††††††††††† Determining whether an existing support obligation is unreasonable and unfair, however, generally involves (but is not necessarily limited to) a comparison of the obligorís existing obligation with what the obligation would be if it were modified.† Cf. Minn. Stat. ß 518.64, subd. 2(b)(1) (creating rebuttable presumption that existing support obligation is unreasonable an unfair if modified obligation is 20% and $50 higher or lower than existing obligation).† Thus, while the district courtís inability to calculate motherís support obligation may be relevant to its determination of the net support payment between the parties, that inability it is not dispositive regarding whether fatherís existing support obligation is unreasonable and unfair.† For this reason, the lack of information regarding motherís finances is an inadequate basis upon which to conclude that mother failed to prove that fatherís support obligation was unreasonable and unfair.†
We therefore reverse the district courtís ruling, and remand for the district court to specifically address whether there has been a substantial change in fatherís income and, if so, whether that change rendered fatherís existing support obligation unreasonable and unfair.† In doing so, the district court shall make findings adequate to explain its ruling and adequate to allow appellate review.† See Minn. Stat. ß 518.64, subd. 2(c)(1) (ď[o]n a motion for modification of support, * * * the court * * * shall applyĒ the factors relative to the partiesí needs and resources and the childís needs (emphasis added)); Stephens v. Stephens, 407 N.W.2d 468, 471 (Minn. App. 1987) (district courtís conclusion as to fairness of original support order must be based on findings regarding the needs and resources of the parents and children); Martin v. Martin, 382 N.W.2d 920, 922† (Minn. App. 1986) (noting district courtís failure to make findings on the present net income of the parties and the needs of the children prevents proper review of a motion to modify support).† The requirement that district courts make particularized findings on child-support issues ensures effective appellate review and ďoffers children and both parents the benefits of a careful, complete judicial analysis of support obligations.Ē† Quaderer v. Forrest, 387 N.W.2d 453, 459 (Minn. App. 1986) (Crippen, J., concurring specially).†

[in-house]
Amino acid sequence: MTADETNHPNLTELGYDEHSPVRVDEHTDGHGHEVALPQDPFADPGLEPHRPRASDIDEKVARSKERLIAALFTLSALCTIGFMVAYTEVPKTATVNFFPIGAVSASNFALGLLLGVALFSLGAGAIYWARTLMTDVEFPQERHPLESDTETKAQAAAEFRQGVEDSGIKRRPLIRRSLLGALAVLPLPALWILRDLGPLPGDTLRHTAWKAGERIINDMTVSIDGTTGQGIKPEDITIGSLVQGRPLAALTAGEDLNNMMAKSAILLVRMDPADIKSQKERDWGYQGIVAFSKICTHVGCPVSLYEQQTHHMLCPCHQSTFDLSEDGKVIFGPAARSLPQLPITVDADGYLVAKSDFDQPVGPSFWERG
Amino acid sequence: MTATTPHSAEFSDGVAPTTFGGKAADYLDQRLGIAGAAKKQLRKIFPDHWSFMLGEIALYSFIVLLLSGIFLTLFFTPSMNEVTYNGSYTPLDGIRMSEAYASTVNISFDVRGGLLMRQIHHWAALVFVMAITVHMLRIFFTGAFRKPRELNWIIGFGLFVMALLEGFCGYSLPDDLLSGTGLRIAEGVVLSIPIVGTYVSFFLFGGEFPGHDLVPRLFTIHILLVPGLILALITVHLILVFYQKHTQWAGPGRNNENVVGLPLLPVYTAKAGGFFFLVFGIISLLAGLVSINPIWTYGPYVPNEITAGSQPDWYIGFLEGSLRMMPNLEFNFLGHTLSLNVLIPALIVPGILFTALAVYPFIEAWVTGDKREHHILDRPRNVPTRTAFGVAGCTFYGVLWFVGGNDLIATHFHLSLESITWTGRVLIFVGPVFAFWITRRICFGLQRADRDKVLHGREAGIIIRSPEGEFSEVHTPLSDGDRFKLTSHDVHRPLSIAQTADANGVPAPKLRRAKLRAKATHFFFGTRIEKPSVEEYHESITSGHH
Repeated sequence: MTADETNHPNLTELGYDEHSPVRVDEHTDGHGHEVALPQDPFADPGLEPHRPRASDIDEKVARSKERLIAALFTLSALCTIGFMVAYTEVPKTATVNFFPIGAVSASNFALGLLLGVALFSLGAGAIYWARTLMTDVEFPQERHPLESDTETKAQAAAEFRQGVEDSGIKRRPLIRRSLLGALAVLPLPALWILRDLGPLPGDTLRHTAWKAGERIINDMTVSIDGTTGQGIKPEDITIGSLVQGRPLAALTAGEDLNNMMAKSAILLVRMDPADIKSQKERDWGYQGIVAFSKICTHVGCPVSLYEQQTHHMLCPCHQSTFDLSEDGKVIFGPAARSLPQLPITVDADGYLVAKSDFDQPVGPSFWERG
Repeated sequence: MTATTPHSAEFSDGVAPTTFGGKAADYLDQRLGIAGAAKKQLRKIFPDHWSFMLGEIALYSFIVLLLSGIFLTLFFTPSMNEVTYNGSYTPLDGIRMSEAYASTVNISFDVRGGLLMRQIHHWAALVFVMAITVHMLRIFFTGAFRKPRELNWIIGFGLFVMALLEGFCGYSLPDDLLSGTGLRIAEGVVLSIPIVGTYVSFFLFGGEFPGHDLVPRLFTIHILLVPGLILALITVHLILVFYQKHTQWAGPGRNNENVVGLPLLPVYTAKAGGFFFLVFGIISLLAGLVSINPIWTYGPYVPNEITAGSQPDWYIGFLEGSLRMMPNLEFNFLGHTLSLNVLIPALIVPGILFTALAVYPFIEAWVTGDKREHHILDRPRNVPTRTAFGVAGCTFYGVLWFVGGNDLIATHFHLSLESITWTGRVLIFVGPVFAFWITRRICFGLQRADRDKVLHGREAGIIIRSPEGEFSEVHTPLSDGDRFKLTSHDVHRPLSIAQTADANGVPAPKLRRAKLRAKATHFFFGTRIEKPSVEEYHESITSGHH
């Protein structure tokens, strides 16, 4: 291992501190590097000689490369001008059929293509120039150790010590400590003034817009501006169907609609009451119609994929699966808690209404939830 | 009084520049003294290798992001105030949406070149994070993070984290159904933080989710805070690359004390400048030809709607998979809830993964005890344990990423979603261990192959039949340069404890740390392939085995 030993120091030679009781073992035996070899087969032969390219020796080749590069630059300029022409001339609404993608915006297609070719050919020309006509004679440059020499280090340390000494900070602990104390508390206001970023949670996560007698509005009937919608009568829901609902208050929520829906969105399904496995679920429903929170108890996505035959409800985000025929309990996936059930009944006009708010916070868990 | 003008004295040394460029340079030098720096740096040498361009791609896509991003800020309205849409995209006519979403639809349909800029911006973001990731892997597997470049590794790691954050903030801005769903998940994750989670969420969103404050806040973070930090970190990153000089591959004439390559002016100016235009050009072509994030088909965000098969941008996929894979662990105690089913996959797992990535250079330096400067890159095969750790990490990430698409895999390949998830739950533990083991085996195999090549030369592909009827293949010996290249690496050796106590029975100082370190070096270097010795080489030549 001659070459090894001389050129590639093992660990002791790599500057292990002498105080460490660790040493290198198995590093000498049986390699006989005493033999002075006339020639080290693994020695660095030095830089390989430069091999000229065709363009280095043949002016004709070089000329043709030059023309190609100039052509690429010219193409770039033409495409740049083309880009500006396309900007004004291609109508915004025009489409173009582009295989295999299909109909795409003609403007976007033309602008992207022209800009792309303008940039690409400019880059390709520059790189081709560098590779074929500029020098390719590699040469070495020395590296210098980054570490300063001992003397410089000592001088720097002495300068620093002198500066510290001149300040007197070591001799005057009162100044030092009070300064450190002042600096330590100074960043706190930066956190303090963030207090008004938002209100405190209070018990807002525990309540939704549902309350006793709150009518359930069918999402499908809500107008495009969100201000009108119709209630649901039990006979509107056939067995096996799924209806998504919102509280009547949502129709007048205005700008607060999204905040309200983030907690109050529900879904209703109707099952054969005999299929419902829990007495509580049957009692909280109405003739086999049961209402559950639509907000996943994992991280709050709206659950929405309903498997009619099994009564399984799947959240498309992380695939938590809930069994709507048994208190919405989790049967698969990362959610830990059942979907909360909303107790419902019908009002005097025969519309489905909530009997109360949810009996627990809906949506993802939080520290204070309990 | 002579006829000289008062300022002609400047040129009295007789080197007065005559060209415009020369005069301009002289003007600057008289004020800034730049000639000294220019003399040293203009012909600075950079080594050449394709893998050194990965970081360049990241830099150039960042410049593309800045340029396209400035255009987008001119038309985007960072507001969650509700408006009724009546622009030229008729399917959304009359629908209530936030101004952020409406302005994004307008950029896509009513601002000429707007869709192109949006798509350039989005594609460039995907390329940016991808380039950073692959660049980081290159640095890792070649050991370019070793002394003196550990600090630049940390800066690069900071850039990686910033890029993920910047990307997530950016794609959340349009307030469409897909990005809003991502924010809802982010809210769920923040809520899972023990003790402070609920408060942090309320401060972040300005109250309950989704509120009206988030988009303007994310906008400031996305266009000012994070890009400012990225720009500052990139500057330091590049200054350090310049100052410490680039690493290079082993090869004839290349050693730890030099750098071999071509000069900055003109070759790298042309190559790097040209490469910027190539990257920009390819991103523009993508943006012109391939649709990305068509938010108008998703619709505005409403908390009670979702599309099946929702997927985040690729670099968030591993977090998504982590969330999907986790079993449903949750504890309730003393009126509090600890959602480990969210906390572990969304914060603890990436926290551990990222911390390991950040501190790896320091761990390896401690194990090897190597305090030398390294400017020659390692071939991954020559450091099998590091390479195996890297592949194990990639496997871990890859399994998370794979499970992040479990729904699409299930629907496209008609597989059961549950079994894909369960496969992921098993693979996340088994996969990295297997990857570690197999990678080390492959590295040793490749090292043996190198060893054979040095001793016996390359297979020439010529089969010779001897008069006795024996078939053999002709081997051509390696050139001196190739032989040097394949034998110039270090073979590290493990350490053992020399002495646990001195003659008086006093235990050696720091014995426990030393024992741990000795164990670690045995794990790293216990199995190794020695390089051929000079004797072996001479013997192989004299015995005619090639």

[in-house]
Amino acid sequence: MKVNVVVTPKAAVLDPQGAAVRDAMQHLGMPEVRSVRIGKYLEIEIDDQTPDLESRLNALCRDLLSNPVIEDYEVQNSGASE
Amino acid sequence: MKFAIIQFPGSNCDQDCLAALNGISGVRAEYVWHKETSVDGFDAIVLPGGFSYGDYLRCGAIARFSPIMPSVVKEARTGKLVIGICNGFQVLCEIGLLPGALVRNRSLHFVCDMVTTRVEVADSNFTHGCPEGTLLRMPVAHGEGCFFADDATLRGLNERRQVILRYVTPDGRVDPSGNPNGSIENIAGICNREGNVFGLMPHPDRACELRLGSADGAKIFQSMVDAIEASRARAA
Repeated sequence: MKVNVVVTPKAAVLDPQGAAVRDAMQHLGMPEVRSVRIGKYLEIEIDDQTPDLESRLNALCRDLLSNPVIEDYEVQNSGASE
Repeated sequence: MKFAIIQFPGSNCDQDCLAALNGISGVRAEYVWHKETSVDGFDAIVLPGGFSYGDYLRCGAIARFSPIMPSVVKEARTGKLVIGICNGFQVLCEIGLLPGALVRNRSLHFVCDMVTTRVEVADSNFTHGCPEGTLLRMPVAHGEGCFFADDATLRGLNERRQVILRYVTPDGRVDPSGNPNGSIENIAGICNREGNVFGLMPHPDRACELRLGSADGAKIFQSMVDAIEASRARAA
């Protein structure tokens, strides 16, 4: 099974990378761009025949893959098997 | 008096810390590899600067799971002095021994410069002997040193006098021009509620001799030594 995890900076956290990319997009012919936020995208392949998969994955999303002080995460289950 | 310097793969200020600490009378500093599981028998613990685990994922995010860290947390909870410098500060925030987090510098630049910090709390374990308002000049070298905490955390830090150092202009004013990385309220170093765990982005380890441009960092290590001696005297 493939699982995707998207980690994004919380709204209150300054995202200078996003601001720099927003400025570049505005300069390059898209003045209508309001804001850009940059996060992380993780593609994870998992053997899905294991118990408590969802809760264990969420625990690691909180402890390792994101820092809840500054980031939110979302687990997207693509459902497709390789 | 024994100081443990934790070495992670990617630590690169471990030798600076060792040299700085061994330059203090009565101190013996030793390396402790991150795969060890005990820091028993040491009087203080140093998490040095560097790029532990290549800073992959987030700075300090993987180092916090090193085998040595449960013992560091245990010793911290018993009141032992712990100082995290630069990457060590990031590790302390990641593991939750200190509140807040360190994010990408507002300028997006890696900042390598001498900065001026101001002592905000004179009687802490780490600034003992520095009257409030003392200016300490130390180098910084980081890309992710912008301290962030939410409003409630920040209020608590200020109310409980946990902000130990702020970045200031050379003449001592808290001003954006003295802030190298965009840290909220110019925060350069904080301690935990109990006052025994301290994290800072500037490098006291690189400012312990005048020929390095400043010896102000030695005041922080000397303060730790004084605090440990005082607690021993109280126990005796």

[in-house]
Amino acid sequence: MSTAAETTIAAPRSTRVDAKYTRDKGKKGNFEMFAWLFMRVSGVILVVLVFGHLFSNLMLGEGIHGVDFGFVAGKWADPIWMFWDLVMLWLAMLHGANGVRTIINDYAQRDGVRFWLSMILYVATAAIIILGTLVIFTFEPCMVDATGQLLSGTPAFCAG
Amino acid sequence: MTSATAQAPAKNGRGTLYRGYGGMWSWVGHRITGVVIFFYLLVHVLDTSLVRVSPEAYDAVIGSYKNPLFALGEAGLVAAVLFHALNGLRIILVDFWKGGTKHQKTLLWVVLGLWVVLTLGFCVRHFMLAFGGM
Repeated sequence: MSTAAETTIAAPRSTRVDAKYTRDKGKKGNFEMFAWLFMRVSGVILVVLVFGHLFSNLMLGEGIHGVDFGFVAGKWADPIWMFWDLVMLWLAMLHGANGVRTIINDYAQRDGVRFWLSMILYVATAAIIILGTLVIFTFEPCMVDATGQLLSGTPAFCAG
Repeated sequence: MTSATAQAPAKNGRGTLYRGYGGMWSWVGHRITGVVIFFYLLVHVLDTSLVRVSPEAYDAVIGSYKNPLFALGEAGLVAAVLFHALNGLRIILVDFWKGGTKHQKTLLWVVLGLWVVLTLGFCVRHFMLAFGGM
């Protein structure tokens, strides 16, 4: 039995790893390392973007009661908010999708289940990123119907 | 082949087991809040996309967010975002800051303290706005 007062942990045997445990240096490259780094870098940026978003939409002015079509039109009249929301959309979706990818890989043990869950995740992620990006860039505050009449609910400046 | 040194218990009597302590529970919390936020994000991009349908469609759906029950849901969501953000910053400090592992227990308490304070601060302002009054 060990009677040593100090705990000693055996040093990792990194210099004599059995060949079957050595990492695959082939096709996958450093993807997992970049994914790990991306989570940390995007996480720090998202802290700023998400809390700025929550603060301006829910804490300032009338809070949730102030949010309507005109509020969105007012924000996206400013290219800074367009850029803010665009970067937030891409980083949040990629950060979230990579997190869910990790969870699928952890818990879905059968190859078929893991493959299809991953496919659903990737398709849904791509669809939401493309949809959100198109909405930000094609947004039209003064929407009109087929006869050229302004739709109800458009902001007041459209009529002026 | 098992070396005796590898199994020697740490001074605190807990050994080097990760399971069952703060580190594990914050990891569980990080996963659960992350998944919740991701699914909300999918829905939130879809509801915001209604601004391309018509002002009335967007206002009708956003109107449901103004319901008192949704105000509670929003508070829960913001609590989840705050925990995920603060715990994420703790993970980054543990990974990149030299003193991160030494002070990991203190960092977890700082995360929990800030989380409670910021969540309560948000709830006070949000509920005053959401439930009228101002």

Mother also argues that any modification of the original support order should be made retroactive to September 17, 2001, the date mother served the motion on father.† A modification of support is generally retroactive to the date the moving party served notice of the motion on the responding party.† See Minn. Stat. ß 518.64, subd. 2(d) (stating district court may make support modification retroactive to date motion was made retroactive).† Here, the record shows mother served her motion on father on September 17, 2001.† Because none of the exceptions to the general rule are alleged to be applicable here, and because there is no indication that the district court otherwise exercised its discretion to make the modification effective as of a different date, any modification to the support award shall therefore be retroactive to that date.
††††††††††† We reverse the determination that motherís failure to provide her own financial information is fatal to her motion to modify fatherís support obligation and remand for the district court to readdress the question and to make findings explaining its resolution of the motion.† Whether to reopen the record on remand shall be discretionary with the district court and the district court shall have discretion to resolve any problems in determining a net support payment created by any continued failure by mother to produce her financial information.†
††††††††††† Reversed and remanded.